Eran says that while telehealth is nothing new, traditional 2D experiences such as video conferencing, limit practitioners to visual examinations and providing advice. While XRHealth does include two-way video conference capabilities between patient and practitioner, its VR-based treatments in conjunction with rich patient monitoring capabilities, offer a whole new realm of benefits which are not possible using traditional 2D solutions. Moreover, XRHealth is making the treatment process fun, engaging, and more convenient for patients.
Health care across realities
The XRHealth platform accommodates both patients and clinicians. Patients start by creating an account through XRHealth’s main website and specify the type of treatment they need. XRHealth then assigns a clinician who meets with the patient via the platform’s video conferencing feature. Both types of users can access the platform through either the XRHealth’s website, or through the respective XRHealth Android app (two apps available: XRHealth for patients and XRHealth External Control for clinicians).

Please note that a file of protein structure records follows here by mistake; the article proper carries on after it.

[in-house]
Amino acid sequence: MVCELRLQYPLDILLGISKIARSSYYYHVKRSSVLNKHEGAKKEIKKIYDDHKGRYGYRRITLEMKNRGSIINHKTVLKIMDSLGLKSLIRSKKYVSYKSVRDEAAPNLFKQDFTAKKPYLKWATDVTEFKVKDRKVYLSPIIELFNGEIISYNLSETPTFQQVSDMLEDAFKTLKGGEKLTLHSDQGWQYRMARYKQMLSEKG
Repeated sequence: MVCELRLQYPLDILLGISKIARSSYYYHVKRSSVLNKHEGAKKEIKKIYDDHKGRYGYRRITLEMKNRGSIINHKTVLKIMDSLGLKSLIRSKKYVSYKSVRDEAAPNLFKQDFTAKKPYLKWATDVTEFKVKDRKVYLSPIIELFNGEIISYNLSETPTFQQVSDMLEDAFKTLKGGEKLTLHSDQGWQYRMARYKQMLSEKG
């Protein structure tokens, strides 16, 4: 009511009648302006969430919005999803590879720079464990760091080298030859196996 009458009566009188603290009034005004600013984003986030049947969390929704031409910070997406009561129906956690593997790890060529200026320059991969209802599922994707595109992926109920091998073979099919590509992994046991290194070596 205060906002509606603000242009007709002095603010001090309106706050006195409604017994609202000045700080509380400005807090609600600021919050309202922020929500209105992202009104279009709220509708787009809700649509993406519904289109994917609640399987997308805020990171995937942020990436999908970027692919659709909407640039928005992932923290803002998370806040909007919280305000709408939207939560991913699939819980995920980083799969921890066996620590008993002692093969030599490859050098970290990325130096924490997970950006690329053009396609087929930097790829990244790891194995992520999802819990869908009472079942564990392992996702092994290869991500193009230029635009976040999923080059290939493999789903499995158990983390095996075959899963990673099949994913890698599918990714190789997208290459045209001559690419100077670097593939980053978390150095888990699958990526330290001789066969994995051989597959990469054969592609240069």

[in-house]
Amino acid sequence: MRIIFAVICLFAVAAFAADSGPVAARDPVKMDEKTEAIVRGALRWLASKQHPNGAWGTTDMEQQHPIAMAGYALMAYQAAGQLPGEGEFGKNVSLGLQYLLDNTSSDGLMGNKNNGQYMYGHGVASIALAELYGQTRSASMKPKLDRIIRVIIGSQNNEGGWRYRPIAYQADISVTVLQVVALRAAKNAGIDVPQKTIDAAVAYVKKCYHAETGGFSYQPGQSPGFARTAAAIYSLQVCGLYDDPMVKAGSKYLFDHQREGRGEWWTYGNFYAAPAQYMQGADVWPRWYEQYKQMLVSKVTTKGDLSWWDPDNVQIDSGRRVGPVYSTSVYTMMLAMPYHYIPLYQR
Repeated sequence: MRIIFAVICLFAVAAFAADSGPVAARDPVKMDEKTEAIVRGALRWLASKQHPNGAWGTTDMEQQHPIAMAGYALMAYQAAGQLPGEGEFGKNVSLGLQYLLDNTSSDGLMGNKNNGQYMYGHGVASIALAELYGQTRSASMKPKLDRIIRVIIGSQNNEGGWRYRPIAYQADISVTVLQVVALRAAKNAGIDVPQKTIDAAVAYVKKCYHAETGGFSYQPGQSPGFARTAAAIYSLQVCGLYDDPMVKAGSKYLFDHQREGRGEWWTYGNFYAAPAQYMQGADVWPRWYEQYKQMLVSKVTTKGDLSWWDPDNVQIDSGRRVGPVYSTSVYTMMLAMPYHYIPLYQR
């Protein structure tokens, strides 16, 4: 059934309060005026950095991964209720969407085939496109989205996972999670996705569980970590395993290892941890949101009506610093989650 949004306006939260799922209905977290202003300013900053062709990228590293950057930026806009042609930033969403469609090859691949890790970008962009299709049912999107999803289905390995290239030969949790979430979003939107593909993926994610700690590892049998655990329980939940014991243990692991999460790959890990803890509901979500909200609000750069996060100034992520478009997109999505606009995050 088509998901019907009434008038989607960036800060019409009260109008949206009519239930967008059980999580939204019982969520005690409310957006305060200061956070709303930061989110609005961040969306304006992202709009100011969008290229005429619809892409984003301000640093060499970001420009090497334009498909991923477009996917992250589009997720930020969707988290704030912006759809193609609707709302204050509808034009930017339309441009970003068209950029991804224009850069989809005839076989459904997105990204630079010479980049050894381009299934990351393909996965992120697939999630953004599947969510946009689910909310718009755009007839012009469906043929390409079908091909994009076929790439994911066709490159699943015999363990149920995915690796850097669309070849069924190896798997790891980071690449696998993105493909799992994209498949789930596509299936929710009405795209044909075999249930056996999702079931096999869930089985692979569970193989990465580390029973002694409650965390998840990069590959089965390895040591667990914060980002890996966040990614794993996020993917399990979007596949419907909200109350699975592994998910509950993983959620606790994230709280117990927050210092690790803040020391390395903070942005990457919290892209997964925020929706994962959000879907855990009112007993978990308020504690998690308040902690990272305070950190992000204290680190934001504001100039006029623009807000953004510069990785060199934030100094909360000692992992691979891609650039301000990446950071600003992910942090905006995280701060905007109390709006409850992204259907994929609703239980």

XRHealth’s clinicians are certified by the company to ensure they’ve mastered the platform’s functionality. Any practitioner who has a certification in one of XRHealth’s therapy or treatment areas, can sign up with XRHealth to become a certified XRHealth clinician. The XRHealth platform then connects patients with the most relevant XRHealth clinician.